Other highlights from the UK

If you recall my last post, I was in the UK.  The UK has an abundance of wildlife and the local and national governments seem to have done an admirable job in taking care and preserving what they have.  I was training in the area of North Somerset which lies adjacent to the River Severn.  The River Severn has the second highest tidal range next to Canada’s Bay of Fundy and the Saint John River.  During my down time, I walked the grounds of the facility where I was staying which had nature trails and a surprising amount of wildlife.  Here are some of the birds I saw from my walk around as well as a drive through the countryside.  I also added some more Red Kite images and a Buzzard which we in North America will recognize as a member of the Hawk family.


On the Thursday before I left, my host was kind enough once again to take me on a tour of the local area.  We visited the town of Pensford in hopes of seeing a Dipper which was reported to be there as well as a chance to see Kingfishers.  We didn’t see any birds at Pensford but we did admire the St Thomas A Beckett Church which is a Grade II listed building.  A listed building in the United Kingdom, is a building that has been placed on the Statutory List of Buildings of Special Architectural or Historic Interest.  A listed building may not be demolished, extended, or altered without special permission from the local planning authority.  According to Wikipedia, The St Thomas A Beckett Church dates from the 14th century and is currently being used as a private residence.

During our pleasant drive through the English countryside, my host asked if I had ever been to England’s Grand Canyon?  I hadn’t and now I am curious as to what it would look like.  As we traveled along I could see the landscape changing and stone walls began to grow on each side of our car.  We were actually driving into the Cheddar gorge which has dramatic cliffs that rise up to 450 feet in height.  The gorge is a major tourist attraction and this website’s front page shows a variety of views.  Another way to experience the gorge is through Google Streetview and I have created a link here.  We found some wild goats that had been released into the gorge area as part of a program to increase the biodiversity of the area.  We ended up in the village of Cheddar where anecdotally they still make the best cheese and have done so since 1170 AD.  For more information on Cheddar and area, visit their website – http://www.cheddarvillage.org.uk/about-cheddar/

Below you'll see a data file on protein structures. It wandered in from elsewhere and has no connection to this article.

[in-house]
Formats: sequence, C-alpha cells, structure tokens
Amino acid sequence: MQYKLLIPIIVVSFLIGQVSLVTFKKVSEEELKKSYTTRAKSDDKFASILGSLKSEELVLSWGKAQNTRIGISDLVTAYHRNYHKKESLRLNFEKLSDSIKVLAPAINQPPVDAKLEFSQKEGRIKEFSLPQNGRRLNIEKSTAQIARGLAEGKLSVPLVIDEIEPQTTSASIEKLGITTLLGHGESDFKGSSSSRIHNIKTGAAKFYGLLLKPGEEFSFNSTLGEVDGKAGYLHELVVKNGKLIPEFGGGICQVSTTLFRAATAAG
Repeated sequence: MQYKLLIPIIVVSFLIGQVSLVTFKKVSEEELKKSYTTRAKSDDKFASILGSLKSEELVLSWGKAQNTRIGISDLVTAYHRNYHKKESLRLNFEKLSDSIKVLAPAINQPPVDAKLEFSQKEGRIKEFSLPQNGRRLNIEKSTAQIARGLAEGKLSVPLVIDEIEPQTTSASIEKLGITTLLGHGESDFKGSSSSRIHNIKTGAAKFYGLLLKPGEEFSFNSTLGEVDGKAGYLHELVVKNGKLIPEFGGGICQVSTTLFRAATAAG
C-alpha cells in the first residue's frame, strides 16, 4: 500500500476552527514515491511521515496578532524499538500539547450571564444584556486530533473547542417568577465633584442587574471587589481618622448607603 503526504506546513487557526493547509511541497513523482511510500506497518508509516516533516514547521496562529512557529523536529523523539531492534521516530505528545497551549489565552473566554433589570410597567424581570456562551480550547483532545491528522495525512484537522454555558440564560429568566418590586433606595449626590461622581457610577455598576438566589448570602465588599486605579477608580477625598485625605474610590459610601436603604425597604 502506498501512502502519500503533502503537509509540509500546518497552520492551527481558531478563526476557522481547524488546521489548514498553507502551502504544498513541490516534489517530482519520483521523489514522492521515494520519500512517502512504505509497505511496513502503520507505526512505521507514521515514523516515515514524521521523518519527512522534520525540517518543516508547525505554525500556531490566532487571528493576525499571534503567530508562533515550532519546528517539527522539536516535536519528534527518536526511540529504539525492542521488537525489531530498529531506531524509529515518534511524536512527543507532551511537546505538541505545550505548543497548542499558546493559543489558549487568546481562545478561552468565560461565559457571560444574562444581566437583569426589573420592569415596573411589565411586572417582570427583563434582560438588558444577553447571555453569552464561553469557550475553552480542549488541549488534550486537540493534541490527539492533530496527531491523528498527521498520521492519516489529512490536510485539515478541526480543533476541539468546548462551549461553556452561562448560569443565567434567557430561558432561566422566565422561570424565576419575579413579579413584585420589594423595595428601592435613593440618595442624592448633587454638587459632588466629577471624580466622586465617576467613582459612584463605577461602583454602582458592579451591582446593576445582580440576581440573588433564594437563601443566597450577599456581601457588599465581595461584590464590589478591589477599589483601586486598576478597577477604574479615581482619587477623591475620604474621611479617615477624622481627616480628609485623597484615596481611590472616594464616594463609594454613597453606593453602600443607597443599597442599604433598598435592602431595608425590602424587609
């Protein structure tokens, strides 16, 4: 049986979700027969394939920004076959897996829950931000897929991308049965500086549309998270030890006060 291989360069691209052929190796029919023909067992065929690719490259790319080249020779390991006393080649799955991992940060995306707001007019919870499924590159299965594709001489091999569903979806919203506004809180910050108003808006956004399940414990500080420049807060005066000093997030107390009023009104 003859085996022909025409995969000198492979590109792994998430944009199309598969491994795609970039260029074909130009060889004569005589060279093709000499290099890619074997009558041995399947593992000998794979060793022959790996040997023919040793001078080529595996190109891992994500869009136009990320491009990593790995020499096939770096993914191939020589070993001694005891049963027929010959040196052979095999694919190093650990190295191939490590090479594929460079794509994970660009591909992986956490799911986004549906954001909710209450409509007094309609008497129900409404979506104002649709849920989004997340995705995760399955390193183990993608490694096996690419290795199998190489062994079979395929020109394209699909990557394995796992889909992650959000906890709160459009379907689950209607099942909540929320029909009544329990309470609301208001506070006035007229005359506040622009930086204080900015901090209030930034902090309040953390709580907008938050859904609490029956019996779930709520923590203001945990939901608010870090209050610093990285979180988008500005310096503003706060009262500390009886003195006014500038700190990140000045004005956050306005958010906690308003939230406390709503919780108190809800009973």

We are going camping next weekend so I hope my next post will have the first migrants of 2013!



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